Front Porch Blog

Kayford Mountain Revisited

Looking out toward Kayford Mountain I was surrounded by beauty, green foliage thick with birds singing. Imagining this area before Mountaintop removal was nearly impossible with the hum of bulldozers and crashing of boulders tumbling into the valleys bellow. I open my eyes and continue to frown. You can’t look at the landscape of Kayford and smile.

The only green was behind me, the last natural refuge among hills of gray rock and waste. Even reclaimed land, void of blasting for years could only support sparse grasses and teams of grasshoppers.

I immediately felt grateful that the mountains of North Carolina have no coal and at the same time moved with empathy for the people who call these surrounding mountains home. After all, they haven’t asked for coal to be in their mountains. Of course, coal mines employ people in the area, but the number of coal miners are one-tenth of what they were only 30 years ago. And the people making the largest amounts, the corporate employees of the coal companies, reside far away and their incomes hardly affect the economy of the coal country.

Regardless, I did not feel it necessary to place fault. Throughout the trip I found myself repeating “everyone has a job to do.” The people that have fallen behind on their jobs are our policy makers, politicians that should have our best interest in mind.

This became apparent during the testimony of Donna Branham of Lenore, W.Va. Branham and her husband worked hard for a lifetime to afford the retirement home they built on the right fork of Laurel Creek. The creek provides a drinking source and lifeline for an abundant garden and trout pond. In essence, the creek allowed for a self-sufficient farm, but now mining and slurry dams threaten the Branham’s water supply.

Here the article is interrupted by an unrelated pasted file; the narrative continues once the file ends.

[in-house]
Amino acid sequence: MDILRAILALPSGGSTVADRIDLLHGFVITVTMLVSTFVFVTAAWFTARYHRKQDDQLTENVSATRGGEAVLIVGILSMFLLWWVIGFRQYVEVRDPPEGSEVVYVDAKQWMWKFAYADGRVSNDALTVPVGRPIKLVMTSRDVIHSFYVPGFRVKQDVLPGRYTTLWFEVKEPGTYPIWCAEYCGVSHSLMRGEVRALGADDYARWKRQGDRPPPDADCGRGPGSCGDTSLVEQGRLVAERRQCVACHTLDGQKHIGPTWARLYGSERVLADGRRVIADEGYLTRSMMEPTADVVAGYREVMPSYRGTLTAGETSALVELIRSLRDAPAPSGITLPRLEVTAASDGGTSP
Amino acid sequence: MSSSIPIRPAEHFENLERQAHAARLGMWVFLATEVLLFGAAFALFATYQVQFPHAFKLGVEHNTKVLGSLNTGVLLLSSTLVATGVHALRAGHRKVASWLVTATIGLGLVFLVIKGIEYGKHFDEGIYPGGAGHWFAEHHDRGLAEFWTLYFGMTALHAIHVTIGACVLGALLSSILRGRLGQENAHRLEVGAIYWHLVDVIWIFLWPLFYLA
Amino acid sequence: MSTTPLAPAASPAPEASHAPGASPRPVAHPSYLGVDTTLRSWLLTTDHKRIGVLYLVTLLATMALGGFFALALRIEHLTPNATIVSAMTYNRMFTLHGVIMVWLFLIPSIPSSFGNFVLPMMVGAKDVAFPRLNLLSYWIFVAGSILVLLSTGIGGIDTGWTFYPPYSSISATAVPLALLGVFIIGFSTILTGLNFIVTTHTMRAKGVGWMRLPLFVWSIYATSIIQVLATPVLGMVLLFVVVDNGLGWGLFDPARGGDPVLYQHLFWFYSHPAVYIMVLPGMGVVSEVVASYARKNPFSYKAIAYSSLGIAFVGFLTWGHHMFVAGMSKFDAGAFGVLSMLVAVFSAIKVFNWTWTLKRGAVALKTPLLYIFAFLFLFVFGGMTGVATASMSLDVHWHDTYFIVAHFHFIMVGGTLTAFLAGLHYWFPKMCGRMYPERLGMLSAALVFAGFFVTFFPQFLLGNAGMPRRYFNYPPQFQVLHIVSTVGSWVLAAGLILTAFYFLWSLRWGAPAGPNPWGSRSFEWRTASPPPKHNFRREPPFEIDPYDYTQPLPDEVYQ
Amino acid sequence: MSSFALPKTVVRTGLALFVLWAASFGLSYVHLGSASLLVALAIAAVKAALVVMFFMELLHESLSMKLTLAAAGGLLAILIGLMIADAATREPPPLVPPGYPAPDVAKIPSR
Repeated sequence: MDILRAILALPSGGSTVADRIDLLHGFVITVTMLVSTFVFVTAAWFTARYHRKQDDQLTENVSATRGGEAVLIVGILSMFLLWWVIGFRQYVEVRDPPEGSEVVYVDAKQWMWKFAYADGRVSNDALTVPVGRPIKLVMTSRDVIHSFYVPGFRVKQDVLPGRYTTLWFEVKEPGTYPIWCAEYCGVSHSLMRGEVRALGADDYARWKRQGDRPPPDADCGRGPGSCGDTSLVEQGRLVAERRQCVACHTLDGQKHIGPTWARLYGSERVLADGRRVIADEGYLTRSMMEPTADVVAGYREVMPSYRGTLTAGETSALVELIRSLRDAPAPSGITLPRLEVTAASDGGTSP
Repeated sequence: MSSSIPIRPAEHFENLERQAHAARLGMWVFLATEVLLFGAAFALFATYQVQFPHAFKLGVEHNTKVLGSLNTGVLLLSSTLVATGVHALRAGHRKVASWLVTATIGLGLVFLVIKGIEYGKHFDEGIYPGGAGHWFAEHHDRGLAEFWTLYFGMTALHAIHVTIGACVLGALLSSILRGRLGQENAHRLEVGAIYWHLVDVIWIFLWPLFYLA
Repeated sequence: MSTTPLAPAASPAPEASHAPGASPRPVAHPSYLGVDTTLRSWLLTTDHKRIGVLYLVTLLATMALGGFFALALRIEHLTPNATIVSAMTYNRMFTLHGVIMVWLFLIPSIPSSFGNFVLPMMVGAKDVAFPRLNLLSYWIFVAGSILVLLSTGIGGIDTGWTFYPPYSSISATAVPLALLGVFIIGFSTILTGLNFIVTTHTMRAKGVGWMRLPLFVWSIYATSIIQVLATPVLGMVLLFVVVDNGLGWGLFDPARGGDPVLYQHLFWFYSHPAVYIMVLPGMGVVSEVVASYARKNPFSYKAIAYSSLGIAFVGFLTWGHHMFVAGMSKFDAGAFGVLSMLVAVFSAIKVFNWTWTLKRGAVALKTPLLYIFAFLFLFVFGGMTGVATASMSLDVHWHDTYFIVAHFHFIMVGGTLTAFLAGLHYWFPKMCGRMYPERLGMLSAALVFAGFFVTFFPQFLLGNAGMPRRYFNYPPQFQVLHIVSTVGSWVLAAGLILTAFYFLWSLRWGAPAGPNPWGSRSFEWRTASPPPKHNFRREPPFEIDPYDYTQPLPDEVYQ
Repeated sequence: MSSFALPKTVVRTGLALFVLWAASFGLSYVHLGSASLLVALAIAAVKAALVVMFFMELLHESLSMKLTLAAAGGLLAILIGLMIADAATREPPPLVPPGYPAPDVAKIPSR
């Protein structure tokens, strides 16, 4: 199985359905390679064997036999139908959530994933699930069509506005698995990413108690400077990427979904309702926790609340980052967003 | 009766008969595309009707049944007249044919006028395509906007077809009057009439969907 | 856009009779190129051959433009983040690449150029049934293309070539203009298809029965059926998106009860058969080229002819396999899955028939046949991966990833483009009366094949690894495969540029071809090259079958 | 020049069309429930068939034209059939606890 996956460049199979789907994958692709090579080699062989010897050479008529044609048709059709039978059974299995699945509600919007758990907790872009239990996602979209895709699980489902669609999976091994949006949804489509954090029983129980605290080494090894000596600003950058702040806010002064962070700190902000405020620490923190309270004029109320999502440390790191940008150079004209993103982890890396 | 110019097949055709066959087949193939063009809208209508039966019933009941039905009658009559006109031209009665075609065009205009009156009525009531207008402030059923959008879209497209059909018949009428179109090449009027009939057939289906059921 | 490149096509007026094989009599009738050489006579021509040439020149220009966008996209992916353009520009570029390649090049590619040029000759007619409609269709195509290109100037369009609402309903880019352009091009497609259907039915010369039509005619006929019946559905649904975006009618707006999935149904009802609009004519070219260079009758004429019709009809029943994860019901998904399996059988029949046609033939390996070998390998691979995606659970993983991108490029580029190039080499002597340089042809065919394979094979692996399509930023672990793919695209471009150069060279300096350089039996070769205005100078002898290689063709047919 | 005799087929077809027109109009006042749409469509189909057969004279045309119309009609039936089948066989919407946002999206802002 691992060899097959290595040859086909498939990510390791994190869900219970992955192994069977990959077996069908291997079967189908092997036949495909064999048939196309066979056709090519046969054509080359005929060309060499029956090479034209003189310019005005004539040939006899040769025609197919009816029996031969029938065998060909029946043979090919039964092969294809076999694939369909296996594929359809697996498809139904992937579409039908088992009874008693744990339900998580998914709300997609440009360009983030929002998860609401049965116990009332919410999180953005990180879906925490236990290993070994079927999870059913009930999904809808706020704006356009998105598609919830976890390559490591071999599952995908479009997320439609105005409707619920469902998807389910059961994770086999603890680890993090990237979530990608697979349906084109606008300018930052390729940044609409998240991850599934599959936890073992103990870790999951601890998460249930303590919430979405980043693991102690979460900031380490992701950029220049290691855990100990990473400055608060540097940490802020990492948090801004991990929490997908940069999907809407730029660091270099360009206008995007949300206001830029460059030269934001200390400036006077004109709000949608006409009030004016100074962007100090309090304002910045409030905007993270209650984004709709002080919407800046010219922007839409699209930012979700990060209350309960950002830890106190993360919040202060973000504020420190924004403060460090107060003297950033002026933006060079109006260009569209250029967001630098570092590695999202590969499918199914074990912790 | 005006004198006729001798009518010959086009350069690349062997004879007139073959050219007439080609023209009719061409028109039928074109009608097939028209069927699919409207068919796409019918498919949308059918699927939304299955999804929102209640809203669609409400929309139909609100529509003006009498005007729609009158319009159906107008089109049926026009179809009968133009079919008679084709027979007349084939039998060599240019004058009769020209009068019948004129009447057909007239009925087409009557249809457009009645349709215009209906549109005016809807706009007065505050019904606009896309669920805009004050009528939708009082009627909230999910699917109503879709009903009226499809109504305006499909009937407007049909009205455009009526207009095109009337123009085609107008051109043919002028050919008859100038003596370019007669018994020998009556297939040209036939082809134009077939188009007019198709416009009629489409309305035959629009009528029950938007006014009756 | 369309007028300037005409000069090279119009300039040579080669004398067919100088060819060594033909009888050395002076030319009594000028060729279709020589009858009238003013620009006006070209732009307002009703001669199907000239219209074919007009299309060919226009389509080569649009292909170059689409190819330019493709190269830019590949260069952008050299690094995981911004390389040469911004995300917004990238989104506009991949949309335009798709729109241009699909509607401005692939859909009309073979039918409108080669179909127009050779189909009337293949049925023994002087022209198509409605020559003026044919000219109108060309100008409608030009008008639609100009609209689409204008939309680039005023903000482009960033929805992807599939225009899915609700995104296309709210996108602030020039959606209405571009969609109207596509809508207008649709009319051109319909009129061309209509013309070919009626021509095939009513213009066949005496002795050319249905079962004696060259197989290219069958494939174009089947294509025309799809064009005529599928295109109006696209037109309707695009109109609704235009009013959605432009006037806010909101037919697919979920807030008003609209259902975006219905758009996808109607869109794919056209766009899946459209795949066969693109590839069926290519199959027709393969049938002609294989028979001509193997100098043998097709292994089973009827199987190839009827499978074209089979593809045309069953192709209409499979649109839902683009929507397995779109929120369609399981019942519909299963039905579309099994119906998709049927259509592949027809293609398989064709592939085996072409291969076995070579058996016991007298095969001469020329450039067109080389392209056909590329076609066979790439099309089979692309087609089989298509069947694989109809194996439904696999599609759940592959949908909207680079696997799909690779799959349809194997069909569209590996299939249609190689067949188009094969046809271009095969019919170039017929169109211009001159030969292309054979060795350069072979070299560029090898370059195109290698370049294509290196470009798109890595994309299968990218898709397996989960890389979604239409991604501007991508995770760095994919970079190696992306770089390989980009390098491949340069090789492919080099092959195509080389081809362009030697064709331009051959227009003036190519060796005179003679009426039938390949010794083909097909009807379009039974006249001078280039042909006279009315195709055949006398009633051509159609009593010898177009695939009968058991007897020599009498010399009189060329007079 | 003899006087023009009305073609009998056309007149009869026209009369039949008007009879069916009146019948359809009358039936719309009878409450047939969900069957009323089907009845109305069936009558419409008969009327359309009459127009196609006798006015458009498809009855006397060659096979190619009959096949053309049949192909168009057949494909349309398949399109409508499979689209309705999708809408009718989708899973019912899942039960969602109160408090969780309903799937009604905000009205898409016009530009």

The state issued the permit for the mine, ignoring provisions of the current law. After almost a year of discussion, the Department of Environmental Protection decided to hear the Branham’s case. Branham, her daughter Kelli and fellow townspeople provided hours of testimony for the surface mine board. Regardless of testimony from Branham and her fellow townspeople, the board allowed the permit to be issued unedited.

Only a couple days after the trip could I digest the experience of Kayford Mountain. Change can only start with yourself, but we must start holding our policy makers accountable. The Branham’s can not fight a state department alone, neither can one town. It will take a nation to end Mountaintop Removal.





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